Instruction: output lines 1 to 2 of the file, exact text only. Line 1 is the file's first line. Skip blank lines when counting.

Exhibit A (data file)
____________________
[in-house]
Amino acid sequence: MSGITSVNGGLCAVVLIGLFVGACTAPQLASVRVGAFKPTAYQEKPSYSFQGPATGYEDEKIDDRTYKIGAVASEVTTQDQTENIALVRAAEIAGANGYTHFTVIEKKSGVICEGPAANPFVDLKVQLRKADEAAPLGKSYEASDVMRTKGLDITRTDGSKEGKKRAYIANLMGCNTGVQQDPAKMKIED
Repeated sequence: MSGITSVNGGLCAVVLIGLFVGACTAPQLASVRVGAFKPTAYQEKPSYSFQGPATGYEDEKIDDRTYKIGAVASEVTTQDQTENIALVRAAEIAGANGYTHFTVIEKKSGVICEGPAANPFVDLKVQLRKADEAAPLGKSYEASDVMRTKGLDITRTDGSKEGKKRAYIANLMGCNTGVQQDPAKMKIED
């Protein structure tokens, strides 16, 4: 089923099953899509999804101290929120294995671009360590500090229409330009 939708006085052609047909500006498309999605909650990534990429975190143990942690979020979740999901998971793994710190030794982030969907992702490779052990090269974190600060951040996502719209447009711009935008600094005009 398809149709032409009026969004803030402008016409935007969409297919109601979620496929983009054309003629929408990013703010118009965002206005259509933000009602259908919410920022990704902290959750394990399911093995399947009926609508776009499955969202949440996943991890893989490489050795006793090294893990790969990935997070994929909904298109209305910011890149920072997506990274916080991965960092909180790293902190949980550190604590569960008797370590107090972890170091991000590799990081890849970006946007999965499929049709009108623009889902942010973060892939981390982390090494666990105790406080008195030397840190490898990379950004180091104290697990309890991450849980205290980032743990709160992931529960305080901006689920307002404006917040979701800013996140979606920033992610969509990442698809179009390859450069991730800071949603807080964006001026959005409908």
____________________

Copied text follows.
[in-house]
Amino acid sequence: MSGITSVNGGLCAVVLIGLFVGACTAPQLASVRVGAFKPTAYQEKPSYSFQGPATGYEDEKIDDRTYKIGAVASEVTTQDQTENIALVRAAEIAGANGYTHFTVIEKKSGVICEGPAANPFVDLKVQLRKADEAAPLGKSYEASDVMRTKGLDITRTDGSKEGKKRAYIANLMGCNTGVQQDPAKMKIED